On the morning of April 13, Roosevelt's body was placed in a flag-draped coffin and loaded onto the presidential train. After a White House funeral on April 14, Roosevelt was transported back to Hyde Park by train. As was his wish, Roosevelt was buried in the Rose Garden of the Springwood estate, the Roosevelt family home in Hyde Park on April 15. Roosevelt's death was met with shock and grief across the US and around the world. His declining health had not been known to the general public.
Less than a month after his death, on May 8, the war in Europe ended. President Harry S. Truman dedicated Victory in Europe Day and its celebrations to Roosevelt's memory, and kept the flags across the U.S. at half-staff for the remainder of the 30-day mourning period, saying that his only wish was "that Franklin D. Roosevelt had lived to witness this day." World War II ended in September 1945 with the surrender of Japan.
List of international trips
FDR made one international trip while president-elect and 20 during his presidency. His early travels were by ship, frequently for fishing vacations to the Bahama Banks, Canadian Maritimes or Newfoundland Island. In 1943 he became the first incumbent president to fly by airplane across the Atlantic Ocean during his secret diplomatic mission to Casablanca.
|1||February 6–14, 1933||The Bahamas||Fishing trip. (Visit made as President-elect.)|
|2||June 29 – July 1, 1933||Canada||Campobello Island||Vacation.|
|3||March 29 – April 11, 1934||The Bahamas||Elbow Cay,
|4||July 5–6, 1934||Haiti||Cap Haitien||Informal visit en route to vacation in Hawaii.|
|July 10, 1934||Colombia||Cartagena|
|July 11–12, 1934||Panama||Panama City|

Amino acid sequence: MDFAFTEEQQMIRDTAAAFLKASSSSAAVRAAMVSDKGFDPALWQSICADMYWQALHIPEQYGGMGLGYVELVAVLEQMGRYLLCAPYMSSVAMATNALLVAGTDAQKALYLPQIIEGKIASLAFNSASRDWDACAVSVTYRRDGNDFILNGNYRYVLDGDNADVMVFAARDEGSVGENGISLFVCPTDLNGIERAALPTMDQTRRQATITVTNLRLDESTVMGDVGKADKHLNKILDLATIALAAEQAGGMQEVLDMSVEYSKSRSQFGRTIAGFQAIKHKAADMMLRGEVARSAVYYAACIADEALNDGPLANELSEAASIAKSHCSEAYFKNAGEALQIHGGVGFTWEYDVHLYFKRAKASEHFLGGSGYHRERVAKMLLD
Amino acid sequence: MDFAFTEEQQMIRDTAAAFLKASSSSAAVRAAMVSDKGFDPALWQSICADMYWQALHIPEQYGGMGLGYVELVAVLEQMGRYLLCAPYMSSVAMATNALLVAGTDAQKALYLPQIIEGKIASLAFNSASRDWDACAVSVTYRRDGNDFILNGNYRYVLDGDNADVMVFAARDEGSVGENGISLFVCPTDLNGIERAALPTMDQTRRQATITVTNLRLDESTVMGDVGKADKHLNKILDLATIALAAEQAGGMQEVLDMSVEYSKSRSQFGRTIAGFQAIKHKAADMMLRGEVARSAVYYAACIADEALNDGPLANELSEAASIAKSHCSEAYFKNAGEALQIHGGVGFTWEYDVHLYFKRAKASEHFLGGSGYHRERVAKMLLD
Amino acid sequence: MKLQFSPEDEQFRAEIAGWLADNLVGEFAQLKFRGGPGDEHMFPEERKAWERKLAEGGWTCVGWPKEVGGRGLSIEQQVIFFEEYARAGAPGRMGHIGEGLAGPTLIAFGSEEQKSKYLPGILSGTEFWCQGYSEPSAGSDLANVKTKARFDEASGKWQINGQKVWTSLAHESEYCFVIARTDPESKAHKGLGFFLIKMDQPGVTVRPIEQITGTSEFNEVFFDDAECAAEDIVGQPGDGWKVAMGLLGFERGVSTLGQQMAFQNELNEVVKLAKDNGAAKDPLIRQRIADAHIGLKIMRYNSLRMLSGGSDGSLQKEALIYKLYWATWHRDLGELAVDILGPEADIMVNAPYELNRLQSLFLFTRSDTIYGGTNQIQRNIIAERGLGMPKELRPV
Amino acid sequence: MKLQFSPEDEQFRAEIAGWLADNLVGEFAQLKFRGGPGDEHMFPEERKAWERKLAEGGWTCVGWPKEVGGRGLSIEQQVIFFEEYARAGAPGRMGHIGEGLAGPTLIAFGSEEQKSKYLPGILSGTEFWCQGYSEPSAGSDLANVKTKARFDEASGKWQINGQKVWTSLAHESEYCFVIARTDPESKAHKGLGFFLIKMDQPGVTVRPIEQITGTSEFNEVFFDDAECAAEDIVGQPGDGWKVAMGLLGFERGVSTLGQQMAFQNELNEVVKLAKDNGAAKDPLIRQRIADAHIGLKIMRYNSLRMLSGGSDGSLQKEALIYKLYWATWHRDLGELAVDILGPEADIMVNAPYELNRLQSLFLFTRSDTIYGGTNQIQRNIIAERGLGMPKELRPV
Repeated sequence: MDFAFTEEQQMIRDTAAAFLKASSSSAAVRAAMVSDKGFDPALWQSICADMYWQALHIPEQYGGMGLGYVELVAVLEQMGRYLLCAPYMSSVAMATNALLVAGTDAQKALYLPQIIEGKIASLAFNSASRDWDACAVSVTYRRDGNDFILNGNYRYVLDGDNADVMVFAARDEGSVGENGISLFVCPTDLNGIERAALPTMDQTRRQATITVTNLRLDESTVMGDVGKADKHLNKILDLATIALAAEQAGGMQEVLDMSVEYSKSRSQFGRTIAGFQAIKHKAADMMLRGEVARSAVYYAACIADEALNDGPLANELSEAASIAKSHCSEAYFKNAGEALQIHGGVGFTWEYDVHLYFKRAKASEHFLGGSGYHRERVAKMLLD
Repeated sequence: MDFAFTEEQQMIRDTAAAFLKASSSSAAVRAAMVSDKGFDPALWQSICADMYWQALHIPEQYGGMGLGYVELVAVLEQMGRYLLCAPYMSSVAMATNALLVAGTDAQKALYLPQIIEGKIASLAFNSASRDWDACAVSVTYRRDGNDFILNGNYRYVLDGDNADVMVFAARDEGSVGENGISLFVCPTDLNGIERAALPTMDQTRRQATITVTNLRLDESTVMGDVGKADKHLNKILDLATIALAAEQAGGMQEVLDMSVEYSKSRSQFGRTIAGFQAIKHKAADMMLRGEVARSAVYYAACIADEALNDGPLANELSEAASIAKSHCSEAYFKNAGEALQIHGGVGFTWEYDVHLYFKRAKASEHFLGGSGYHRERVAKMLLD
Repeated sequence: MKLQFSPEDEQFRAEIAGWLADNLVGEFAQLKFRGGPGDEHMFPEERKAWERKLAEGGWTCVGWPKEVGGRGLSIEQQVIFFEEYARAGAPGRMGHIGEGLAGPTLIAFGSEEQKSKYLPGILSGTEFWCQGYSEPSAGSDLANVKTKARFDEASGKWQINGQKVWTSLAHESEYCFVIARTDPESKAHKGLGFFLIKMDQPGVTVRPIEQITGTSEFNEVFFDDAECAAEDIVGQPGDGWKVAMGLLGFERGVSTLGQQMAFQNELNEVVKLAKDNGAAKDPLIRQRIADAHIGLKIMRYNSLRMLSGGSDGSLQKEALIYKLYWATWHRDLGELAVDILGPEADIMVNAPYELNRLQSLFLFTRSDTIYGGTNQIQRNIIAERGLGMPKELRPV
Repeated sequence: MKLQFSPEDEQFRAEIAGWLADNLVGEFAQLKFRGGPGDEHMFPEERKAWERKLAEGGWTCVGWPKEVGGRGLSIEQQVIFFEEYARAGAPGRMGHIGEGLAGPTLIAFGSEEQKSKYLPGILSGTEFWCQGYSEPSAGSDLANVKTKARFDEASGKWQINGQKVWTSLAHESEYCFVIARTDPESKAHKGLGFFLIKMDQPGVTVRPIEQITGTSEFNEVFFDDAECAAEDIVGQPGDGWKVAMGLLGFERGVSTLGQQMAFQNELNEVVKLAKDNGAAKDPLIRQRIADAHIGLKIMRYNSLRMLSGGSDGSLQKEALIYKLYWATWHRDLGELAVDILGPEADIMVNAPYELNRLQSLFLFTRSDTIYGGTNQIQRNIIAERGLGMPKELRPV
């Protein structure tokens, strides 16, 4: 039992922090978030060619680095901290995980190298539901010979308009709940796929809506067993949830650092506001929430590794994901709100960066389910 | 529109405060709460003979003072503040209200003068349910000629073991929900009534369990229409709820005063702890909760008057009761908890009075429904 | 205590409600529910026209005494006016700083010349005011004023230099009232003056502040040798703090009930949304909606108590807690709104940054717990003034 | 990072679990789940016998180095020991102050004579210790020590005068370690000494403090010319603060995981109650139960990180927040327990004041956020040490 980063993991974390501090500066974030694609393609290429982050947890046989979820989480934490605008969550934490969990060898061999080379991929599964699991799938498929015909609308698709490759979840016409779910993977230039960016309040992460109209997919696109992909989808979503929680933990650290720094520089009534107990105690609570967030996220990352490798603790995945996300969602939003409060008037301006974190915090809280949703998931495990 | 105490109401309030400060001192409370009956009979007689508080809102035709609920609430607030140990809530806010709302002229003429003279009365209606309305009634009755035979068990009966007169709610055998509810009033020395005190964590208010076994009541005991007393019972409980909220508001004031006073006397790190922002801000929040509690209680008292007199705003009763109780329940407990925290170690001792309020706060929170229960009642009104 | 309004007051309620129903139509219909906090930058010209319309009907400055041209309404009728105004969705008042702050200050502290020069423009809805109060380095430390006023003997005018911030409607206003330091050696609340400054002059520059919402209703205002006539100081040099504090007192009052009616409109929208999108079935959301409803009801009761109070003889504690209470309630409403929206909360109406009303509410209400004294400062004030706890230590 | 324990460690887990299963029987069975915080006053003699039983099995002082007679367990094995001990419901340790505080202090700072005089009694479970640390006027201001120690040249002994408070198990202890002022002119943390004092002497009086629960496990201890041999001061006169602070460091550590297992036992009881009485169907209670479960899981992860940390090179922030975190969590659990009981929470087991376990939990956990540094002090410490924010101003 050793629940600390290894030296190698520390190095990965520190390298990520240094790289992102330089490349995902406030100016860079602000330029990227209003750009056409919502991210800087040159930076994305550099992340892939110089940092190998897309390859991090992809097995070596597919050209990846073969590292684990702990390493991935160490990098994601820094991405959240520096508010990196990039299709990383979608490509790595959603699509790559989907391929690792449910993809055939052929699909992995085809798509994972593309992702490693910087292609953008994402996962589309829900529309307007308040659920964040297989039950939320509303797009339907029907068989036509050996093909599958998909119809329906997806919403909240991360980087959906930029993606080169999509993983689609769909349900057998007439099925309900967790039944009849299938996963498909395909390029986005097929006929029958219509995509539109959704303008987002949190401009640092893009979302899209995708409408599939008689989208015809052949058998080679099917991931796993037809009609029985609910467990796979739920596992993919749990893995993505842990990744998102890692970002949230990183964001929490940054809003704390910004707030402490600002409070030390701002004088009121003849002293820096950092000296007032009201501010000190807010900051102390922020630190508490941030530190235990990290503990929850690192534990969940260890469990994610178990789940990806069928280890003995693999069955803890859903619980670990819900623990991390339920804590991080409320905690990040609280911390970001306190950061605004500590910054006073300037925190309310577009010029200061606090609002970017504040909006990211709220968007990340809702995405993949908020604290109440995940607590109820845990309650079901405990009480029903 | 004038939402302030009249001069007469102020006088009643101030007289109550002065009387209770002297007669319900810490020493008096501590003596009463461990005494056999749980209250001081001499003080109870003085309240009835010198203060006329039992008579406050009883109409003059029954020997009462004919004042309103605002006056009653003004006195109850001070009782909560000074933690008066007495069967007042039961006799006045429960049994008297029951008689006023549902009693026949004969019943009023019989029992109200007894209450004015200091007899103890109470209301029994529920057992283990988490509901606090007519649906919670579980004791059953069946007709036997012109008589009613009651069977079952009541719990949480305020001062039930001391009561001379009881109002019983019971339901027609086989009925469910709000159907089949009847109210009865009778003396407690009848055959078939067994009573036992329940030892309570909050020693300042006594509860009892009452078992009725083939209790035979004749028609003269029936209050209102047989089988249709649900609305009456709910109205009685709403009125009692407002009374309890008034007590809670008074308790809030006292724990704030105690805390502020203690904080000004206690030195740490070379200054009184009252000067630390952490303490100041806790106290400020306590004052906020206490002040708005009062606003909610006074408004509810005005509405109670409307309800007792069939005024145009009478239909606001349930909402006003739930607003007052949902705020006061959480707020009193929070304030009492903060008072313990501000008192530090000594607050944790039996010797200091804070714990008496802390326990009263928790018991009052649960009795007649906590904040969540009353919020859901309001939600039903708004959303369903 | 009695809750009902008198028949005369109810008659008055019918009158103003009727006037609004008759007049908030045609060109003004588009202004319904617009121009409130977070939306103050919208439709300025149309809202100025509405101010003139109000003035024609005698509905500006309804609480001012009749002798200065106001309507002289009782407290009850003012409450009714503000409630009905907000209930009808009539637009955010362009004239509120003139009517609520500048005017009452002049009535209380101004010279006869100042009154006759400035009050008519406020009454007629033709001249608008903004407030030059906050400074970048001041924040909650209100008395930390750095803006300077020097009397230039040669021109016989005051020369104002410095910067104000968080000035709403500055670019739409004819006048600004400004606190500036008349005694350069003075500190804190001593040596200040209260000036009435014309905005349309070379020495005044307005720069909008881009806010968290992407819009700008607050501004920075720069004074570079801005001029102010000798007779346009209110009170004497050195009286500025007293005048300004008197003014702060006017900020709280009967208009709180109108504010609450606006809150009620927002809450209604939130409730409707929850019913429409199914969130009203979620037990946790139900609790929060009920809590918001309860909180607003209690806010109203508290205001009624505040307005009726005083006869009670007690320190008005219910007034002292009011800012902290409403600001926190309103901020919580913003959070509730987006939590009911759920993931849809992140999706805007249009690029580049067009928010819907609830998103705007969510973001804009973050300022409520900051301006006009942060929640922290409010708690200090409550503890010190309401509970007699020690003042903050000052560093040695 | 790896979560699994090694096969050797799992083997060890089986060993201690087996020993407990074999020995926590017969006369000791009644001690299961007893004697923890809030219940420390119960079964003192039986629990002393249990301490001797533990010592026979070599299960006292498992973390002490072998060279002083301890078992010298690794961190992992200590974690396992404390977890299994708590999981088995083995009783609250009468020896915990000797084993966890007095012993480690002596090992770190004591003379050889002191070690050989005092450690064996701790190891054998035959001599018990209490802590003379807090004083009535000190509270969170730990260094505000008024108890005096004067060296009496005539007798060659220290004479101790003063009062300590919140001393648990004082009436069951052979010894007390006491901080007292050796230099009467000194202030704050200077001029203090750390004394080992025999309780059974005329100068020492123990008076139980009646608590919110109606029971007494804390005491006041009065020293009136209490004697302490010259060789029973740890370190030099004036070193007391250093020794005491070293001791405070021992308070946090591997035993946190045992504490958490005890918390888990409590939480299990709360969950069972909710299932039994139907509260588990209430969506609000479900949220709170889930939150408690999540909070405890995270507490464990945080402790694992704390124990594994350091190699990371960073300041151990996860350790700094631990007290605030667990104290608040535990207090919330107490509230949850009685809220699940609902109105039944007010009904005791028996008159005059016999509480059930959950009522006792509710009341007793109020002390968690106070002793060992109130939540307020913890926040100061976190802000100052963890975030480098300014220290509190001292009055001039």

|5||March 27 – April 6, 1935||The Bahamas||Cat Cays,
Great Inagua Island,
|6||October 16, 1935||Panama||Balboa||Informal visit with President Harmodio Arias Madrid while returning to Washington, D.C. from the U.S. West Coast.|
|7||March 24 – April 7, 1936||The Bahamas||Great Inagua Island,
|Fishing trip. Luncheon with Governor Bede Clifford and the President of the Legislative Council, George Johnson.|
|8||July 28–30, 1936||Canada||Campobello Island||Vacation.|
|July 31, 1936||Quebec city||Official visit. Met with Governor General John Buchan.|
|9||November 21, 1936||Trinidad and Tobago||Port of Spain||Stopped on the way to South America.|
|November 27, 1936||Brazil||Rio de Janeiro||Addressed Brazilian Congress.|
|November 30 –
December 2, 1936
|Argentina||Buenos Aires||Attended session of Inter-American Conference for the Maintenance of Peace.|
|December 3, 1936||Uruguay||Montevideo||Official visit. Met with President Gabriel Terra.|
|December 11, 1936||Trinidad and Tobago||Port of Spain||Stopped while returning to the United States.|
|10||August 4–5, 1938||Panama||Balboa||Informal visit with President Juan Demóstenes Arosemena during vacation in the Caribbean.|
|11||August 18, 1938||Canada||Kingston||Received honorary degree from Queen's University and together with Prime Minister William Lyon Mackenzie King, and the Lieutenant Governor of Ontario, Albert Edward Matthews, dedicated the Thousand Islands Bridge.|
|12||August 14–16, 1939||Canada||Campobello Island,
|August 17–20, 1939||Newfoundland||Bay of Islands,
|August 21–23, 1939||Canada||Halifax|
|13||February 27, 1940||Panama||Cristóbal,
|Met informally with President Augusto Samuel Boyd during vacation.|
|14||December 5, 1940||Jamaica||Kingston||Inspected British base sites for possible American use.|
|December 8, 1940||Saint Lucia||Inspected British base sites for possible American use.|
|December 8, 1940||Martinique||Fort Saint Louis||Conferred with U.S. officials.|
|December 9, 1940||British Leeward Islands||Antigua||Inspected British base sites for possible American use.|
|December 12–13, 1940||The Bahamas||Eleuthera Island||Inspected British base sites for possible American use. Met with the Governor, H.R.H. the Duke of Windsor. Returned to the U.S. on December 14.|
|15||August 9–12, 1941||Newfoundland||Argentia||Conferred with British Prime Minister Winston Churchill aboard ship (HMS Prince of Wales and USS Augusta) in Placentia Bay. At the conclusion of the conference they issued the Atlantic Charter.|